Recently Eurogas launched its heating campaign. It was in a certain way non-typical. Usually, industry associations like Eurogas base their exchanges with EU officials, lawmakers and (critical) friends on its own insights and positions. Not this time. The heating campaign is based on what EU citizens think about climate change and on what they believe they can do about it. A poll commissioned by Eurogas and carried out by Savanta ComRes – a leading market research agency – shows that most Europeans acknowledge that individually they share a responsibility with their authorities and industry to combat climate change. They also understand that home heating is one of the most important contributors to carbon dioxide emissions. At the same time, when considering an upgrade of their heating system, they admit that environmental concerns are not the main factor that drives decision making – costs are – but do play a role.
Around Europe gas is the most prevalent type of home heating. And although natural gas is a fossil fuel, many EU citizens want to stick with or consider switching to gas. They appreciate the comfort, cost and energy efficiency and relative environmental friendliness of gas systems. Others favour 100 percent green energy, notably solar power but also other sources of electricity.
Of course, the EU citizen does not exist. Circumstances in EU member states are diverse. Take the Netherlands. This country, being self-reliant for its gas needs since a huge onshore natural gas field was discovered in the northern province of Groningen in 1959, has traditionally depended almost exclusively on natural gas for its heating needs. More than 90 percent of the country’s households use gas to heat homes. Industry uses natural gas both as feedstock as fuel. Gas fired power plants are the backbone of power production. Nevertheless, gas has lost its good reputation in recent years. The production from Groningen causes earthquakes, which in many cases are heavy enough to damage houses and other buildings. This forced the government to phase out the extracting of gas from Groningen; in 2022 production is scheduled to stop. Because many also point at natural gas as one of the sources of climate change, a majority of politicians support a complete overhaul of the heating system and a switch to non-gas solutions.
Remarkably, according to the Eurogas poll, most Dutch citizens are still attached to their gas fuelled home heating. They fear the high costs of switching to all electric systems with heat pumps, which require perfect insulation of their houses. Most older buildings are not energy efficiency enough. So slowly, more and more people start to realise that the gas age is not over yet. The interest in renewable gases – bio-methane and green hydrogen – is growing.
Compare this with Germany. The Energie Wende has created a considerable flow of new renewable energy. However, as we all know wind and solar power are intermittent sources, so the need for a reliable backup system is stronger than ever. German authorities understand, after a period in which gas basically was either opposed or ignored, that presently gas is the solution to this issue. The existing lignite fired power plants definitely are not. Moreover, to curb carbon dioxide emissions even further, households are encouraged to switch from heating oil to gas.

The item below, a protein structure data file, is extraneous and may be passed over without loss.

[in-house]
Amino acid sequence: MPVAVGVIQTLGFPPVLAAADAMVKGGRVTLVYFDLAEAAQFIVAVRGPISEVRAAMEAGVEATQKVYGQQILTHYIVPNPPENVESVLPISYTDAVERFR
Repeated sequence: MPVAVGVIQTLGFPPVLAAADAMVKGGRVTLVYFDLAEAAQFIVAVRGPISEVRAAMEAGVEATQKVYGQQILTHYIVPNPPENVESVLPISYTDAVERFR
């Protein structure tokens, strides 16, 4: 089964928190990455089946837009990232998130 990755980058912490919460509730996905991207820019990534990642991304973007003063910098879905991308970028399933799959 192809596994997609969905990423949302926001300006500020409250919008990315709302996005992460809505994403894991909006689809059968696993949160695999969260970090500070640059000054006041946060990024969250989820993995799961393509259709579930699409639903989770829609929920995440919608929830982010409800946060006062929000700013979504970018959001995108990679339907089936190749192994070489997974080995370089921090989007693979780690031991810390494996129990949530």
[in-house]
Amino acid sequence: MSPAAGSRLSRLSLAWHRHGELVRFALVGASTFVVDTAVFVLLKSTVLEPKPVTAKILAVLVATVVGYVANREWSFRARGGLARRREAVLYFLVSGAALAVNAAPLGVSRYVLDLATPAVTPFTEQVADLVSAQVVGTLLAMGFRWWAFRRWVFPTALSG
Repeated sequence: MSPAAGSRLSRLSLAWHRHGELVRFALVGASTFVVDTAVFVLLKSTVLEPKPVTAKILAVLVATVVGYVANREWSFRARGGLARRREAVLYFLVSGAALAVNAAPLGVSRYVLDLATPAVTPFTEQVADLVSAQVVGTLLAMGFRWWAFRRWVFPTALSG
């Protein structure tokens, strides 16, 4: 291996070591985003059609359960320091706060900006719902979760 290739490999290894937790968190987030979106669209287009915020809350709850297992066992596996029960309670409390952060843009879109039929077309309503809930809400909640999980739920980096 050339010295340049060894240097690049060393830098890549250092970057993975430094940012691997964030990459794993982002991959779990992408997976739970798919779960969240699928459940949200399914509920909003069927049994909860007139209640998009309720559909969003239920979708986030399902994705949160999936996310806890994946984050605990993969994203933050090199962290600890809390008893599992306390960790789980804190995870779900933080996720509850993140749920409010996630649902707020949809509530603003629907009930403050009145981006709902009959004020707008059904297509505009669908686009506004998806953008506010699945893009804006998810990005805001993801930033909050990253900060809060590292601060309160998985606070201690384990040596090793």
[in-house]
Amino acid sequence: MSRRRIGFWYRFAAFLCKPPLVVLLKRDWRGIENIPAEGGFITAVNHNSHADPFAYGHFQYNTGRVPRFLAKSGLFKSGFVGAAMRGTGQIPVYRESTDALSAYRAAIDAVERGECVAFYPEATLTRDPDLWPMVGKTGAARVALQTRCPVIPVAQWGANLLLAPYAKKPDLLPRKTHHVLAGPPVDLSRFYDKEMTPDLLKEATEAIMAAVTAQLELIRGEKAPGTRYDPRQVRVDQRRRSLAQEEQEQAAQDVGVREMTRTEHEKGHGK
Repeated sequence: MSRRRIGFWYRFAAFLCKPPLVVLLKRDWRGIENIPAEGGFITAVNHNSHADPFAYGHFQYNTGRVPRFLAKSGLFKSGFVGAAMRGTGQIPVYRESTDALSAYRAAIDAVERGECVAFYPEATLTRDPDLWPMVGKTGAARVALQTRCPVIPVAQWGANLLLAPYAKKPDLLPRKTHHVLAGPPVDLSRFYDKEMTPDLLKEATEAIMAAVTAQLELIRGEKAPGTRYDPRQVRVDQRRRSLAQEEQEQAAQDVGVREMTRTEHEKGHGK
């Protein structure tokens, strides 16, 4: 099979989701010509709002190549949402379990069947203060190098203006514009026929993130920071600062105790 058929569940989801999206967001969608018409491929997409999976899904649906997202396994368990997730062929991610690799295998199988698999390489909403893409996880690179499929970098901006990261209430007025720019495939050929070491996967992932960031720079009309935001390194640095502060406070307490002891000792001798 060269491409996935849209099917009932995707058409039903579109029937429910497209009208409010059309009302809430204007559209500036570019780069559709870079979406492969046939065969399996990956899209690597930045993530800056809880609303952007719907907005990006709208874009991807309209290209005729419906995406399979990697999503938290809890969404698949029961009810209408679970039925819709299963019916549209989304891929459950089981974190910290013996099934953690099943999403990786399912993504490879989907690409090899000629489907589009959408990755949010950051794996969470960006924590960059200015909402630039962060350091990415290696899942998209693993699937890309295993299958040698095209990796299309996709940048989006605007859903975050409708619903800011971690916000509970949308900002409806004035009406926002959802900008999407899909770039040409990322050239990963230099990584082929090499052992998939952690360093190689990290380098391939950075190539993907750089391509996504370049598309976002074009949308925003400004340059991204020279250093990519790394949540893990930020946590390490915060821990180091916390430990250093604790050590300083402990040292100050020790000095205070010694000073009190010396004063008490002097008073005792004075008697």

These two examples show that the success of the EU’s green ambitions will be strongly influenced by the situation in individual member states and within these countries by local circumstances. Whether transition programmes can be effective, is to a great extend determined by the attitude and preferences of citizens. The Eurogas heating poll shows that the majority of them, in all selected member states, see gas as a practical, cost efficient and environmentally acceptable choice and therefore a logical option to start or continue heating their homes.
That is the core message of Eurogas’ heating campaign.
Anton Buijs, GasTerra
LNG and the EU Green Deal: teaming: up for a decarbonised 2050: An event of LNG Protocol*, supported by Florence School of Regulation and GasNaturally. This event will be an opportunity to discuss LNG as a fundamental asset that helps meeting EU`s long-term decarbonisation targets and its valuable contribution to the EU Green Deal. Mark your agenda for 20 January 2020, Brussels.
*LNG Protocol is the informal communication platform of 9 organizations that together drive the LNG industry forward. LNG Protocol members support the diffusion of knowledge, best practices and new technologies related to liquefied natural gas.
On 20 January 2020, the European Social Dialogue Committee Gas will hold its first meeting in Brussels. The social partners will elect a Committee Chair and discuss key priorities on the role of gas for a Just Transition. This will include a presentation on the European Green Deal and the future role of gas. For more information contact Fiona.Dubernet@eurogas.org.
Eurogas, in partnership with IENE, are organizing this highly focused workshop on Gas Supply and Competition in SE Europe (22 January 2020, Brussels). This event will focus on the South East Europe energy perspective, bringing together some major actors of the SE region. As the arrival of new gas volumes from several destinations in South East Europe is imminent and will take place almost simultaneously in the course of the next few months in 2020/2021, there are bound to be important repercussions in terms of trading and supply patterns. Register here.
The 6th International LNG Congress will take place on 2nd-3rd of March in Brussels, Belgium. On the Congress gas majors, EPCs, LNG shipping companies, LNG terminals, service providers and end users will discuss the perspectives of the global LNG market projects. Request more information about the Congress program on the website. Eurogas is a media partnership of this event.
Organised by the Sustainable Energy Council, The World Hydrogen Fuels Summit is taking place in Amsterdam (The Netherlands) on 10-11 March 2020, aiming to advance the conversations between industry and government, particularly in efforts to address real-world needs and key barriers to deployment. The two day event will provide a practical approach to infrastructure, developing international integrated hydrogen supply chains, covering everything from hydrogen production to storage, transportation, and use. The overarching theme for 2020 will emphasise the effort for international collaboration showcasing the world’s most promising projects and global solutions. Eurogas is supporting this event.
Flame is Europe’s largest and most influential meeting place for the global gas industry. Taking place on 11 – 13 May, Flame 2020 will provide a vital forum for 600+ gas professionals to discuss the effects of decarbonisation policy, the security of supply implications of new and existing gas infrastructure, the progress of European gas market integration and the outlook for global LNG supplies. The conference is renowned for the quality of its speaker faculty, the seniority of its attendees and the scope of its discussions. James Watson, Eurogas Secretary General, will speak at this event on 12 May 2020 in the panel discussion “The prospects for hydrogen & bio methane to 2050 – reality check!” .